City Paper is not for tourists
I said goodbye today to my 2001 Toyota Corolla.
The Brookland mechanic shop that was warehousing my car told me I had to come and take whatever I wanted. They wanted my car out of their lot. They wanted it junked. I had until this afternoon. When I arrived, I didn’t need to give my name. The dude just said: “Are you Jason?” and then handed over my old keys.
Maybe they really didn’t like my car.
In the shop’s lot, the car took in sunlight through its shattered windshield. Inside, the Corolla’s spent airbags flapped over the steering wheel and glove compartment. It already looked like someone had gone through my shit. That person was probably me right after my accident.
For some reason, I decided to give the car something I had never given it before: a serious cleaning. I dug under the seats and tossed out the old water bottles, the yellowed newspapers, the brochures for seaside resorts. I balled up bits of gum wrappers, bank statements, and old notes and tossed them out. I filled two trash bags with the big stuff. I pocketed 15 cents, five mixtapes, a friend’s blanket, one whiffle-ball bat, one trash bag already filled with older junk, one pair of black socks, one tennis racket, and one BK Star Wars toy.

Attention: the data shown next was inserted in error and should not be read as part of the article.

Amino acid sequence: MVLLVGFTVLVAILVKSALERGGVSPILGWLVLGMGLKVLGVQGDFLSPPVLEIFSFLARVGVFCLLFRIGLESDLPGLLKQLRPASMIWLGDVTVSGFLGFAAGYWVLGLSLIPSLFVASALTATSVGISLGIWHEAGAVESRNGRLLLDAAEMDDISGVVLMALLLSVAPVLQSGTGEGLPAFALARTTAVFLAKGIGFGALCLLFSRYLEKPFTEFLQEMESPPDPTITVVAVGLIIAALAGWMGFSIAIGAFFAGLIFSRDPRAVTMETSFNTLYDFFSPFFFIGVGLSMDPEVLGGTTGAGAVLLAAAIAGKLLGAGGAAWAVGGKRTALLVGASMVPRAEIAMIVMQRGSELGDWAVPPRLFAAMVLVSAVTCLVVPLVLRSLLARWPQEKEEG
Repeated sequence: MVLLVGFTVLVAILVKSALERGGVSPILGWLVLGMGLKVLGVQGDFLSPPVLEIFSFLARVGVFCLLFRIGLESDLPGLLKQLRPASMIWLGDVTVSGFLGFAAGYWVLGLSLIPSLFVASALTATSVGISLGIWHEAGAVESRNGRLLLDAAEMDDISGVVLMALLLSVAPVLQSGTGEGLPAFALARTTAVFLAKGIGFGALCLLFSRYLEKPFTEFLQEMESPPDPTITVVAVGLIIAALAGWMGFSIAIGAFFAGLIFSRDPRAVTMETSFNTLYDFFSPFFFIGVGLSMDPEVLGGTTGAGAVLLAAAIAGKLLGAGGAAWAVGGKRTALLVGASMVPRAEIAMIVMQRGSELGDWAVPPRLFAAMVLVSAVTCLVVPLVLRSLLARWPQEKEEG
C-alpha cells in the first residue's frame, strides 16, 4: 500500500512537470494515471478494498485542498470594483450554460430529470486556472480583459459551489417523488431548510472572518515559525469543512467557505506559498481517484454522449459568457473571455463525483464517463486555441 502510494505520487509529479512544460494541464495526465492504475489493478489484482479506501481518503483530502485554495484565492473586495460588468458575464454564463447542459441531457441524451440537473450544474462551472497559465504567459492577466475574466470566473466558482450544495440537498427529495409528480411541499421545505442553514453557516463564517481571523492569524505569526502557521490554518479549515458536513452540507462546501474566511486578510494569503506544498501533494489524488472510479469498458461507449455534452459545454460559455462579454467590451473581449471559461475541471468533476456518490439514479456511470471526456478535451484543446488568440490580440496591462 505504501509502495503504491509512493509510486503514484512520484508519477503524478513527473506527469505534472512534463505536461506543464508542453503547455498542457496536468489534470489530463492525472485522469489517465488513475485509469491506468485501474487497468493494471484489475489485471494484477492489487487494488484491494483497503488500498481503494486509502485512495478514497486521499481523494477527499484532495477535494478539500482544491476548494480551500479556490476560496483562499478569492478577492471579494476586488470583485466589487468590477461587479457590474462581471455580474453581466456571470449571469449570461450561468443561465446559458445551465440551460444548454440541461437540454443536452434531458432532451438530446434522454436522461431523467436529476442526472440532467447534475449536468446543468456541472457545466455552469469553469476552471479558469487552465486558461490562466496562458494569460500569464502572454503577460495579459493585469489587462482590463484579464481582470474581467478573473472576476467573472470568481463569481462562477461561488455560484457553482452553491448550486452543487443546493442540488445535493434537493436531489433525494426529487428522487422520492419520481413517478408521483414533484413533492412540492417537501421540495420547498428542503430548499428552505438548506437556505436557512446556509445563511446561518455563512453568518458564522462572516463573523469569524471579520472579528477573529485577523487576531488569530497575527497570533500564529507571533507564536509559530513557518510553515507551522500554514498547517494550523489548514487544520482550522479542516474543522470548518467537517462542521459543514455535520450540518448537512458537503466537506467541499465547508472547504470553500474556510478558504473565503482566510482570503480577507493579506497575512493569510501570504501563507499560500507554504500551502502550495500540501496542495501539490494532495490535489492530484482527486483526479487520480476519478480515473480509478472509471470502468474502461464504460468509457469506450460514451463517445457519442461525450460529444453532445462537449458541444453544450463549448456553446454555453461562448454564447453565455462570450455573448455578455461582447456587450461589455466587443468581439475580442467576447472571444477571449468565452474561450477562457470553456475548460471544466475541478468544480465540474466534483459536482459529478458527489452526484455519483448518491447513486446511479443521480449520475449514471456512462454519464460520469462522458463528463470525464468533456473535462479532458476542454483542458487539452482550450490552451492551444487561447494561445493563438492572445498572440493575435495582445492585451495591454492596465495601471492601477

But my favorite find: one extremely moldy sandwich in a plastic container. Now I know why my car smelled sometimes.
I did not take the sandwich home with me.